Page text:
How is that, Heidi? It’s neither unlawful nor immoral to utilize capital punishment to take the life of a murderer. Murder is the unlawful and malicious or premeditated killing of one human being by another. Tell me where the death penalty fits into that description.

      What’s ridiculous and immoral are these prisoners who are incarcerated for vicious crimes such as murder and rape, getting pretty decent living conditions in prison. Cable, free decent meals 2-3 times a day, abundance of visits from friends and family, and personal recreation time? Disgusting and an ultimate slap in the face of morality. What’s even worse is that everyday citizens are indirectly funding these expenses for these pieces of garbage, through no choice of their own.

      I personally believe the death penalty should be reinstated. The point of the death penalty is not to see how much pain can be unleashed on the murderer but to bring him to justice. Not to mention its effectiveness: a 100% deterrent to crime that guarantees the murderer will never be a repeat offender to another crime. Sounds good to me. :)

      I will agree with you though that Bermuda’s laws are complacent and lax, and need a drastic change for the better.

  4. NotScared says:

    I sit here in utter awe at the way we have rewarded and continue to reward bad behaviour in my beloved country by allowing people to live after commiting such a terrible act such as murder. I sat here the other night and watched a local television program with some former inmates that were paneled to speak out on the plight of this recent violence in Bermuda. What really got to me was that at the start of the program they were all meek and just stating what it was like for there journey while incarcerated, by the end of the program they were loud and braggadocios of some of there exploits before there incarceration.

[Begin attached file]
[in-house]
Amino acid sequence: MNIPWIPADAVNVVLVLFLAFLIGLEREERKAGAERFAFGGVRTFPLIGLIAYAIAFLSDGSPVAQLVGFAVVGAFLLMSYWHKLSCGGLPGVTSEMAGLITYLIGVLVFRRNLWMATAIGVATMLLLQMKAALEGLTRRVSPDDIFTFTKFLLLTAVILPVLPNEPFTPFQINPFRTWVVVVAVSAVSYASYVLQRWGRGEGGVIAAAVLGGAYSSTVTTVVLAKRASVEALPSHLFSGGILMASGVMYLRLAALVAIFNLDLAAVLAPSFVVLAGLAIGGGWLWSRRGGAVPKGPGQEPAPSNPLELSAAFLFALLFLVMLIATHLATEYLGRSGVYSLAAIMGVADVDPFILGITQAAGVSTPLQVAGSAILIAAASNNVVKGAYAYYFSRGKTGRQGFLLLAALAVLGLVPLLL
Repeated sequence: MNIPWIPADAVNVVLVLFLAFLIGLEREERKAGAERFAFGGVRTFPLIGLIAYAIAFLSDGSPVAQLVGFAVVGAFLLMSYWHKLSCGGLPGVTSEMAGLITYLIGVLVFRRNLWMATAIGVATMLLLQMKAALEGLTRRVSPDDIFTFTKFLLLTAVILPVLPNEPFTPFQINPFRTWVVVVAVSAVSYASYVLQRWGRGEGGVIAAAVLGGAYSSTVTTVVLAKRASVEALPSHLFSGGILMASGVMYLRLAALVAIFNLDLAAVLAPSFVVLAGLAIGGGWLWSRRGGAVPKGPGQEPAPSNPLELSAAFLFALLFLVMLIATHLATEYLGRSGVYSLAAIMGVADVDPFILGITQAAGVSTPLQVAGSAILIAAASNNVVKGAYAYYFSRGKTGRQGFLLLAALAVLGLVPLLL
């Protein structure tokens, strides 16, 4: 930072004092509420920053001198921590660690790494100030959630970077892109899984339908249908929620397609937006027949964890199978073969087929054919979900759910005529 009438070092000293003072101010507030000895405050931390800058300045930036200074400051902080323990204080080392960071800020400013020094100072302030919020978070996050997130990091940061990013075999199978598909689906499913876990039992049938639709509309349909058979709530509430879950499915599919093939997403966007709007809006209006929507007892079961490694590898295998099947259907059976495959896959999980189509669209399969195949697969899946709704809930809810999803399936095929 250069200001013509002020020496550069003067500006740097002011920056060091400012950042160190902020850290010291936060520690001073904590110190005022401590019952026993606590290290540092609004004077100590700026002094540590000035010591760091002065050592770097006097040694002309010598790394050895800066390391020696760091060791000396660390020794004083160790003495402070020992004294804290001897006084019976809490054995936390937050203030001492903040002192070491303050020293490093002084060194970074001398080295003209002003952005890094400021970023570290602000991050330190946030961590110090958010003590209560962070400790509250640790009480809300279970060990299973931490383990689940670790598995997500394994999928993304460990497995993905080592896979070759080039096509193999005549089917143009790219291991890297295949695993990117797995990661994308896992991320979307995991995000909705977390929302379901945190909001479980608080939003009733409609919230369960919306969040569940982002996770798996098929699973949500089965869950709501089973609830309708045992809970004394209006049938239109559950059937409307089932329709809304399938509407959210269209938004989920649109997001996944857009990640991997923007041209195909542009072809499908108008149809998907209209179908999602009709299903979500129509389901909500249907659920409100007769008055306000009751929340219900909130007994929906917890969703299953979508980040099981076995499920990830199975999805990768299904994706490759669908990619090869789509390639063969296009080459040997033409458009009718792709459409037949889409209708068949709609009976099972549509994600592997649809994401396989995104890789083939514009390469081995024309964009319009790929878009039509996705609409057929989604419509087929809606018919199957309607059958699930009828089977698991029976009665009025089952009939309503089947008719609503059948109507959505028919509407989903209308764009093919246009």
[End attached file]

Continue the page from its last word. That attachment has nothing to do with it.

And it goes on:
Well it is my feeling that if we can’t hang them I feel we can make it very difficult for them while under the ward of the state and here are some sugestions:
    1. Create chain gangs to do road works.
    2. All government buildings that are in need of repair use them for cheap labor.
    3. Hang signs around there necks with the offense they committed and parade them up and down the city.
    4. Lash them with the “Cat and 9 tails”

    I am sorry if those that read this think that some of the punishments that I have suggested seem a bit barbaric but the punishment needs to suit the crimes that people out here are commiting and getting away with little or no consequences.
    This too will make people think twice before they think of climbing into a window for that next fix, or to pull out a gun and shoot someone.

    • AppleFanboi says:

      Some interesting ideas you have on the matter, NotScared. I actually don’t find some of what you said barbaric at all. :D

  5. Heidi says:

    our society is lenient and complacent. We moan and complain but we dont stand up for anything. As long as we protect our loved ones and neighbors from taking the consequences for their wrong-doing we are just as guilty. If your son, or daughter is doing evil things against others, and you stand by and not only let it happen, but protect them, you are just as evil.

  6. Heidi says:

    If you take another persons life, you too are committing murder. Period.

    • AppleFanboi says:

      Look up the differences between murder and capital punishment. They’re not interchangeable in meaning. There’s more to all this than merely taking another person’s life.

  7. Casey says:

    I also do not agree with the death penalty and cannot belive the uk ever had it let alone the others under the uk rule. Its a sad case when some sicko murders a person but being british i am glad we dont have it here and belive it should be scrapped worldwide. I belive the best action if for the convicted to die in prison never to be released. I know countries have executed innocent people and would hate that to happen just convict and let the person spend the rest of his/her life in prison as surely that is better knowing they have to die in a cell never being able to go shopping travel e.t.c again. I mean clearlt the death penalty does not work as murders still happen daily around the world

  8. Davie Kerr says:

    While each case should be treated on its individual merits (or lack of them!), as far as I’m concerned, if you take someone else’s life your own should be forfeit: end of story. I’m not saying that the death penalty should automatically be invoked in every case: I am saying that it should be a option, albeit a drastc one.
    As AppleFanboi points out, there is a difference between murder and capital punishment: murder is the unwarranted taking of a life, while capital punishment is the extermination of vermin who have deprived others of the right to live.

  9. Davie Kerr says:

    By the way, Heidi, I note your two comments four minutes apart on 11 Apr 10: talk about contrasting emotions!

  10. MIsterMan311 says:

    A bad man feels his death as keenly as a good man.